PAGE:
• Best Buy(BBY) Profit Trails Analysts' Estimates as Television Sales Decline. Best Buy Co., the world’s largest consumer electronics retailer, reported second-quarter profit that trailed analysts’ estimates and cut its full-year earnings forecast as sales of televisions and mobile phones declined. Net income in the quarter ended Aug. 27 fell 30 percent to $177 million, or 47 cents a share, from $254 million, or 60 cents, a year earlier, the Richfield, Minnesota-based company said today in a statement. Analysts projected 53 cents, the average of 21 estimates.
  • Russia Sees Stalling Economy, Ruble Plunge at $60 Oil. Oil at $60 a barrel may halt Russia’s two-year economic expansion next year, triggering a “substantial” devaluation of the ruble, the Economy Ministry said, according to a document obtained by Bloomberg. Gross domestic product may shrink as much as 1.4 percent next year under a negative scenario that projects a “world recession” cutting the average price of Urals crude by almost a half from the current level, according to the report, submitted to the government for approval last week. The price of Urals, the nation’s chief export oil blend, has averaged $109.35 this year and was at $114.23 yesterday. A reliance on raw materials, which President Dmitry Medvedev called “humiliating” and “primitive,” has left the economy vulnerable to dropping global demand for its commodity exports.
Wall Street Journal:
  • Italian Bond Auction Spells Trouble. Troubles increased for Italy after its closely watched auction of government bonds met with tepid demand and the country had to fork out higher yields to lure buyers, fueling concerns that a Spanish bond sale on Thursday may also prove to be a tough sell. Markets scrutinized the auction because Italy's funding costs have recently surged again and stabilized above 5% in the 10-year segment, despite steady buying by the European Central Bank, widely seen as the only major buyer of Italian bonds at present.
  • Europe's 'Liquidity Jolt' to Asia Highly Underestimated: Strategist. Investors in Asia appear to be downplaying the risks posed by Europe’s debt crisis, and the potential outflow of funds from the region should major European banks collapse, warns Emil Wolter, Head of Regional Strategy, Asian Equities at RBS Global Banking & Markets. “The number one risk, which is still underestimated by the Asian investors that I speak to, is the potential for Europe to deliver a liquidity jolt to financial markets,” Wolter told CNBC on Tuesday. “(The) potential for one or more major financial institutions in Europe to basically put their hand up for emergency funding is going to be a real danger to fund flows to the region,” he said. “You’re talking about an event on the scale of Lehman, but possibly times several different institutions,” he added.
  • U.S. Small Business Optimism Weakens Again in August. Small businesses in the U.S. became less confident in the economy's future for the sixth straight month in August, a survey showed on Tuesday. The National Federation of Independent Business (NFIB) said its Small Business Optimism Index fell 1.8 points to 88.1. The decline was largely due to weaker expectations for real sales gains and reduced hope for an improvement in business conditions in the next six months. "With such a dim outlook, owners are not going to do a lot of hiring or expanding," said William Dunkelberg, chief economist at the NFIB.
  • Huge Surge in Bank of America(BAC) Foreclosures. Bank of America is ramping up its foreclosure processing, sending out far more notices of default to borrowers in August than in previous months, well over 200 percent more month-to-month.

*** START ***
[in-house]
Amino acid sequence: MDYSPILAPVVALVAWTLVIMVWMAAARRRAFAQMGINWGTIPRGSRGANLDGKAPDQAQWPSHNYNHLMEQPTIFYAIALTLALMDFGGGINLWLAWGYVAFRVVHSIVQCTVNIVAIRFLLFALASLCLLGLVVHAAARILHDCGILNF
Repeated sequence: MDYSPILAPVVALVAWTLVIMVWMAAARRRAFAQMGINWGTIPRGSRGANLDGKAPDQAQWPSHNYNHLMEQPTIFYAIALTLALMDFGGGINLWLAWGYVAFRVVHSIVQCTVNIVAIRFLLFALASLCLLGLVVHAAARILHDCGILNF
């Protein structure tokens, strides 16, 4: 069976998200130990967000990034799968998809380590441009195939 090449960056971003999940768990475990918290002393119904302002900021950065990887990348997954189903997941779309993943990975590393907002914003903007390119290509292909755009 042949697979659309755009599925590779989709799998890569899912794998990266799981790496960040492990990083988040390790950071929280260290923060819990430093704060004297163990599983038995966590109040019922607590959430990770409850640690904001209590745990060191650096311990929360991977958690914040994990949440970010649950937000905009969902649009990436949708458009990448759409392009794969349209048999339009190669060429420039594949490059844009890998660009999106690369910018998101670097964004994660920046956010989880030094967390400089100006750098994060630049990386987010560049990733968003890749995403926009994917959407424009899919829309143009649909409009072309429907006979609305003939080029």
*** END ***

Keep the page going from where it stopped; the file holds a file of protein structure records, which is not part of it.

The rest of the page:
Business Insider:
Zero Hedge:
  • New al Qaeda Head Hails Arab Spring, Says U.S. Losing. New al Qaeda leader Ayman al-Zawahri voiced support in an Internet video for popular revolts shaking the Middle East, saying Arabs no longer feared the United States 10 years after the country was targeted by the militant network. Zawahri, an Egyptian who took up the reins of al Qaeda after the killing of Osama bin Laden in May, hailed popular uprisings that have toppled leaders in Egypt, Tunisia and Libya this year, and urged other Muslims to overthrow their rulers too. "The Arab people have been freed from the chains of fear and terror, so who is the winner and who is the loser?"
  • International Alarm Over Euro Zone Crisis Grows. International alarm over Europe's debt crisis reached new heights on Tuesday, with U.S. President Barack Obama pressing the bloc's big countries to show leadership as talk of a Greek default escalated and markets heaped pressure on Italy. German Chancellor Angela Merkel sought to quash talk of an imminent Greek default or exit from the euro zone, but confusion over whether she would issue a joint statement on Greece with French President Sarkozy sent markets gyrating up and then down. Confidence in the 17-nation currency area was further dented when Italy was forced to pay the highest interest rates since joining the euro in 1999 to sell 5-year bonds. "I think there is a possibility, if the wrong steps are taken, that the system goes off the rails," Sergio Marchionne, the CEO of Italian carmaker Fiat, told reporters in Frankfurt when asked if the euro's survival was at risk.
Der Spiegel:
  • Loose Talk on Greek Default Could 'Cost Billions'. Members of Angela Merkel's government have been openly discussing the possibility of a Greek bankruptcy, a debate the chancellor sought to quash on Tuesday. The statements made by her junior coalition partners have unsettled markets and could "cost billions," German commentators warn.
  • Banks may face writedowns because of defaults on European commercial mortgage-backed securities. A S&P study showed that on average only one in three maturing commercial mortgage-backed securities in Europe has been paid back since January. 11% of the $14.6 billion in CMBS due since the beginning of the year has defaulted.
Le Echos:
  • Societe Generale SA CEO Frederic Oudea said that nationalizing the bank is out of the question. "It seems totally premature and aside from the subject today to evoke such a hypothesis," French Industry Minister Eric Besson said